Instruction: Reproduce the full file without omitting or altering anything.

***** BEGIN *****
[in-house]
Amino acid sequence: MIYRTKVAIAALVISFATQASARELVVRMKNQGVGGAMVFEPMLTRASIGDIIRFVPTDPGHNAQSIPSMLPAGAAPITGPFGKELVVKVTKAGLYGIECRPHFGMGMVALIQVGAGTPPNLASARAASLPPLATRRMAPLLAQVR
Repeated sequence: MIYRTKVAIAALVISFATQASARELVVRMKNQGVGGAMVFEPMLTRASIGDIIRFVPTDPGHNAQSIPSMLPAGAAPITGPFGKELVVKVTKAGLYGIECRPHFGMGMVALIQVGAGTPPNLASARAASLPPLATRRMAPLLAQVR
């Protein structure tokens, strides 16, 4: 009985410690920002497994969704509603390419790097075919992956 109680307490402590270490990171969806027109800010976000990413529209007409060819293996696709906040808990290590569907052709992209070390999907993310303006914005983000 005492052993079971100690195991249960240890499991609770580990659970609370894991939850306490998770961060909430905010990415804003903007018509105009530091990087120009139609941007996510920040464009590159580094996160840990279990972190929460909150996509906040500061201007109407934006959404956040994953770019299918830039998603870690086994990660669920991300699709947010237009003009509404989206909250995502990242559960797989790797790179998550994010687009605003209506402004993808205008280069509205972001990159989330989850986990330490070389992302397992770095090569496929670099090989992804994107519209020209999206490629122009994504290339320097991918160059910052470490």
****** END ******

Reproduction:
[in-house]
Amino acid sequence: MIYRTKVAIAALVISFATQASARELVVRMKNQGVGGAMVFEPMLTRASIGDIIRFVPTDPGHNAQSIPSMLPAGAAPITGPFGKELVVKVTKAGLYGIECRPHFGMGMVALIQVGAGTPPNLASARAASLPPLATRRMAPLLAQVR
Repeated sequence: MIYRTKVAIAALVISFATQASARELVVRMKNQGVGGAMVFEPMLTRASIGDIIRFVPTDPGHNAQSIPSMLPAGAAPITGPFGKELVVKVTKAGLYGIECRPHFGMGMVALIQVGAGTPPNLASARAASLPPLATRRMAPLLAQVR
């Protein structure tokens, strides 16, 4: 009985410690920002497994969704509603390419790097075919992956 109680307490402590270490990171969806027109800010976000990413529209007409060819293996696709906040808990290590569907052709992209070390999907993310303006914005983000 005492052993079971100690195991249960240890499991609770580990659970609370894991939850306490998770961060909430905010990415804003903007018509105009530091990087120009139609941007996510920040464009590159580094996160840990279990972190929460909150996509906040500061201007109407934006959404956040994953770019299918830039998603870690086994990660669920991300699709947010237009003009509404989206909250995502990242559960797989790797790179998550994010687009605003209506402004993808205008280069509205972001990159989330989850986990330490070389992302397992770095090569496929670099090989992804994107519209020209999206490629122009994504290339320097991918160059910052470490």